The term organic might be the granddaddy of all buzzwords. The U.S. Department of Agriculture legitimized the organic label for food in the ’90s, putting a premium on its contents that turned them into gold. Since then, the organic market has seen significant growth: According to the Organic Trade Association, organic sales were $3.4 billion in 1997; in 2017 they were over $45 billion.
Now corporate jargon has bought in. In recent years, this slippery adjective has penetrated a number of applications as a catch-all modifier. Think organic marketing, organic content or organic growth.
Paragary’s Restaurant Group Marketing Director Leidhra Johnson is a local marketing maven. “I’m pro-organic as a marketing term,” Johnson says. “It’s one more way of describing what we’re doing and creating a picture. It’s a widely used word in different elements.”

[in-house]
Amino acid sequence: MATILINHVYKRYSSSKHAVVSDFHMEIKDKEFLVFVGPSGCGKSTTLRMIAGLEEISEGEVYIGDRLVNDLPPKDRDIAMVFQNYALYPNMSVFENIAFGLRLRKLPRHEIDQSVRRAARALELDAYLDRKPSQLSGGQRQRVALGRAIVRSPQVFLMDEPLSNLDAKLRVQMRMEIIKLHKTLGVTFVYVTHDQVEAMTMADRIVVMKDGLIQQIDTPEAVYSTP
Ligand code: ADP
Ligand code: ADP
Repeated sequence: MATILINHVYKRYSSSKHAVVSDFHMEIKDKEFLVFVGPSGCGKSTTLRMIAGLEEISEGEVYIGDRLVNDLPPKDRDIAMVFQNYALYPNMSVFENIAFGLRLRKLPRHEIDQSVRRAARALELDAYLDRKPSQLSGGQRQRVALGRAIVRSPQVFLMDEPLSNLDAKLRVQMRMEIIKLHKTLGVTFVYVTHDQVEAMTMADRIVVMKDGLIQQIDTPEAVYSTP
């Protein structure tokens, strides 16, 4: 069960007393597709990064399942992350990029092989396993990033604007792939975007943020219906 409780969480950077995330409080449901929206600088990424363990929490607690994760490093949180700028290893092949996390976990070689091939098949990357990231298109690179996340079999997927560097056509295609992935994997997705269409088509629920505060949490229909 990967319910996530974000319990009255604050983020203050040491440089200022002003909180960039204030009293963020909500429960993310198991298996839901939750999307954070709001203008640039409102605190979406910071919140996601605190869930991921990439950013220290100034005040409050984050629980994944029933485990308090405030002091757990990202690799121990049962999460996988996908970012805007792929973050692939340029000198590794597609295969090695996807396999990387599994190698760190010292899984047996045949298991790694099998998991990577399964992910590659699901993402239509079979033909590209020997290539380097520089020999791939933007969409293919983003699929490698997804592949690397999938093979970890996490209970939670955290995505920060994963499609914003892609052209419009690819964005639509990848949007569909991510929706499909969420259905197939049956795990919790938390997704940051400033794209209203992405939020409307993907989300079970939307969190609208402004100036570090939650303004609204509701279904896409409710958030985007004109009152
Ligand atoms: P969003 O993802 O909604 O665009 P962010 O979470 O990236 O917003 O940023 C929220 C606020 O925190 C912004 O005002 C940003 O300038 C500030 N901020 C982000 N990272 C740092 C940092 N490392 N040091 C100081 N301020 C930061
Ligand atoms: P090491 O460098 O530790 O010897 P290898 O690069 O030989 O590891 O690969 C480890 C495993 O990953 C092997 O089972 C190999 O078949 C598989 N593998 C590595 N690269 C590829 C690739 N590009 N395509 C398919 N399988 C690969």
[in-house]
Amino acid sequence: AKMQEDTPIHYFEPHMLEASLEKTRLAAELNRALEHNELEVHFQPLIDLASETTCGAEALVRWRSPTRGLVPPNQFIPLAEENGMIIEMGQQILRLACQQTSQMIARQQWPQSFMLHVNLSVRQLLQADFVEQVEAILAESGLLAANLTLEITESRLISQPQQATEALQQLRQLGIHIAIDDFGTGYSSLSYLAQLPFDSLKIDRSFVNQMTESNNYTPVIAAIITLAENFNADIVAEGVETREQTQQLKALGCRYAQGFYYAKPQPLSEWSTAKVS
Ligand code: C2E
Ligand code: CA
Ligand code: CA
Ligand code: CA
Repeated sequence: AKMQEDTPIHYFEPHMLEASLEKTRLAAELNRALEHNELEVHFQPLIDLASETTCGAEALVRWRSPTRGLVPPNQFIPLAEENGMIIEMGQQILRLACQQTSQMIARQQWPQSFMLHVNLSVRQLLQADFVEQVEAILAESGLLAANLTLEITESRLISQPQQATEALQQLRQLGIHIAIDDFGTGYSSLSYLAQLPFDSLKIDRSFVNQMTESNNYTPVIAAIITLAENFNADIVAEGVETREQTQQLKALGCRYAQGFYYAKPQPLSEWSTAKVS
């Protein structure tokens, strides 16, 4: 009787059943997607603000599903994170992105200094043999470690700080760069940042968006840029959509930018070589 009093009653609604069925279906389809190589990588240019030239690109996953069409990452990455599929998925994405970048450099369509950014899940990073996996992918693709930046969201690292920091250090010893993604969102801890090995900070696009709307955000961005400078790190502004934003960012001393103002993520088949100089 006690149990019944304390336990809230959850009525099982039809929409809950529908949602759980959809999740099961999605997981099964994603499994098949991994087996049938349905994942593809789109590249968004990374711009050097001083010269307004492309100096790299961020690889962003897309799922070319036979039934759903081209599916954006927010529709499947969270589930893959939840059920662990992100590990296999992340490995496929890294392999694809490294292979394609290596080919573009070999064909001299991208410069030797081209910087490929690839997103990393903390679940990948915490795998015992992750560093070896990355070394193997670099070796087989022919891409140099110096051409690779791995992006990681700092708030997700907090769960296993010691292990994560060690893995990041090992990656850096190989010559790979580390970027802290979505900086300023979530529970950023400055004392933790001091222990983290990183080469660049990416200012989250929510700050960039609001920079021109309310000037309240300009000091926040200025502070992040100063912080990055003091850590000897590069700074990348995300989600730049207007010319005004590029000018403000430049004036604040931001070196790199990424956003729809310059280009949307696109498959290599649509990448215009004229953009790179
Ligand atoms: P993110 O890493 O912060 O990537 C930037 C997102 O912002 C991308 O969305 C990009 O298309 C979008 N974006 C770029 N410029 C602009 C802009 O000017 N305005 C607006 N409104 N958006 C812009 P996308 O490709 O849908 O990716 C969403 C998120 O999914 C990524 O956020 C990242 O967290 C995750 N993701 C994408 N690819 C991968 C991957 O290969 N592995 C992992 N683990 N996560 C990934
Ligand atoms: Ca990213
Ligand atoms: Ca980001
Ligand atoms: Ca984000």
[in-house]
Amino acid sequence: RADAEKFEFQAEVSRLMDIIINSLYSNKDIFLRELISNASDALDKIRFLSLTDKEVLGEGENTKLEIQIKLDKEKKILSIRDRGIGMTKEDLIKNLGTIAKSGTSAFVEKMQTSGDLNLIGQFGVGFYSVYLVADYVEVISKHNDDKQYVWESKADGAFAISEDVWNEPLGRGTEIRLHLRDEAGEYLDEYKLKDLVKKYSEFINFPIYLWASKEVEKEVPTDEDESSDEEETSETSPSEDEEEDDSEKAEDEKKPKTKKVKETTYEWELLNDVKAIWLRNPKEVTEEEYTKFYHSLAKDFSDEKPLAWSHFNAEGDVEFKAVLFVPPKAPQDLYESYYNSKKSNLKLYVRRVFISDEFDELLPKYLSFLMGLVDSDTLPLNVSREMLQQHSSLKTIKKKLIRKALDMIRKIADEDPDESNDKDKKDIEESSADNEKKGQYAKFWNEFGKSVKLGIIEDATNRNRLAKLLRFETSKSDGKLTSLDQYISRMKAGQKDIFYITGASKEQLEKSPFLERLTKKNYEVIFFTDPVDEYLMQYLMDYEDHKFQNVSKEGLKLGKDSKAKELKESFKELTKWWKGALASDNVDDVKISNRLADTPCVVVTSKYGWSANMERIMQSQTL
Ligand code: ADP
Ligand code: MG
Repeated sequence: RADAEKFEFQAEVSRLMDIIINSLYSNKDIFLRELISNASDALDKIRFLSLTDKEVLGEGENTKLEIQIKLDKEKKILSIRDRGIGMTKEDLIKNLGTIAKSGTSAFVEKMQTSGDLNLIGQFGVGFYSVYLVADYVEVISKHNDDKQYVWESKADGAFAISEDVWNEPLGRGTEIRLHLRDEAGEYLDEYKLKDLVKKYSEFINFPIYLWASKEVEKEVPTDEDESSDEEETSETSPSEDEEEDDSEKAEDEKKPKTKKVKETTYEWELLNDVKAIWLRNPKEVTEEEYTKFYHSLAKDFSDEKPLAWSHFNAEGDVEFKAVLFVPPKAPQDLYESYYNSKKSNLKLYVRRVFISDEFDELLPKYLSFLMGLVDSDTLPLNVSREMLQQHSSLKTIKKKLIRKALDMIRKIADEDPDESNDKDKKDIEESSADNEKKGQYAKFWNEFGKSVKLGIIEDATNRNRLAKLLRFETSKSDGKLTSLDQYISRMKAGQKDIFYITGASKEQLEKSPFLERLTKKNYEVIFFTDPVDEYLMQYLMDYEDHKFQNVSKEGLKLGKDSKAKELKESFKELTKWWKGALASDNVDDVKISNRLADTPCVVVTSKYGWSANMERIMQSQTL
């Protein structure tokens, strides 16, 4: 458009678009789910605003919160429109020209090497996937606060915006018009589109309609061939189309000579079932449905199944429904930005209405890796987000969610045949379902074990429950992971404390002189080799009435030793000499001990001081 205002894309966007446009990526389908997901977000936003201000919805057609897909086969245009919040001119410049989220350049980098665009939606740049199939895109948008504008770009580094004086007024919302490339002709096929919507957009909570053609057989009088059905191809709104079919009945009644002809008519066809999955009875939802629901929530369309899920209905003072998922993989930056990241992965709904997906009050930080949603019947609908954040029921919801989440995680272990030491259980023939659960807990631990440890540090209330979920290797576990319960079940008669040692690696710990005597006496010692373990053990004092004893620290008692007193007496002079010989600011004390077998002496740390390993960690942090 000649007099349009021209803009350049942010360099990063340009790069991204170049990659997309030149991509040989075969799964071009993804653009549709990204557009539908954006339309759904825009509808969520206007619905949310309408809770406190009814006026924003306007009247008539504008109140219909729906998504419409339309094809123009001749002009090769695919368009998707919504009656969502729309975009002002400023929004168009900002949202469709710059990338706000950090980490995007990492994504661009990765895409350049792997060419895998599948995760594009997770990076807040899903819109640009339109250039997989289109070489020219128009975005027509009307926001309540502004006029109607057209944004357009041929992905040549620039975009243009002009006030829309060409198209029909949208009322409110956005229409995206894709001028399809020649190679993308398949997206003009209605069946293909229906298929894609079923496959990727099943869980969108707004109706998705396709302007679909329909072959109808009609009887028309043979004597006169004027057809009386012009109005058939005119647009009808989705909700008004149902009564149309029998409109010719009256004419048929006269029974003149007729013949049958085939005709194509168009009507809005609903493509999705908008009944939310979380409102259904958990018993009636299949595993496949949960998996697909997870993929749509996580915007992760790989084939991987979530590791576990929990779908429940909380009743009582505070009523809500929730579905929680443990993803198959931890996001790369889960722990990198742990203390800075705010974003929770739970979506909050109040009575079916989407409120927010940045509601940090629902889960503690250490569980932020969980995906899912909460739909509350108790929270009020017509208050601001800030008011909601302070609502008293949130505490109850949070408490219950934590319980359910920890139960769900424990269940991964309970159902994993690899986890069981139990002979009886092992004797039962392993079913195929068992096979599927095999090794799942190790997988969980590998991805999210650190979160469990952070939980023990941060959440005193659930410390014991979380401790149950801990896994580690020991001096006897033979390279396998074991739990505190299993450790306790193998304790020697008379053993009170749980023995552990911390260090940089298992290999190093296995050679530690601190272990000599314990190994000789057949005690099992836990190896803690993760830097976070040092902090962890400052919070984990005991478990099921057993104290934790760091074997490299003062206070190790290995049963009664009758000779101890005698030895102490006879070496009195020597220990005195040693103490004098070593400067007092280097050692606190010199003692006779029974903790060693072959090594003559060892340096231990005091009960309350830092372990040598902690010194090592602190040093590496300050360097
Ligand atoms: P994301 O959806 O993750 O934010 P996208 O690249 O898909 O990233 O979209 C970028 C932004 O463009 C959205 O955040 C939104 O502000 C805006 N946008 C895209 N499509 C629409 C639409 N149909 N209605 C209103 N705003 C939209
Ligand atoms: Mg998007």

Johnson says she’s seen the word used often, particularly in the marketing agency world. “It comes up a lot when you are talking about strategies,” she says. “I feel like I don’t necessarily use it in my day-to-day when talking about execution of our plans.” She also notes that the word comes up a lot in marketing seminars, since it’s so widely understood.
“I think it’s something that people can digest pretty easily,” she says.
But what is true organic marketing? “It tends to mean a slower build,” Johnson says. For example, consider paid advertising versus organic advertising — or in other words, good old fashioned word of mouth. “It takes time, rather than paid ads which reach a goal right away.”
As an adjective, it’s descriptive and offers an alternative to authentic, natural or unpaid. When it comes to best practices, Johnson advises using the word organic authentically: “Be true to the word. If you are calling something organic marketing, make sure it really is authentic and communicating your mission or values as a business, and tying into your overarching brand,” she says.
You might even say you should just let it happen … organically.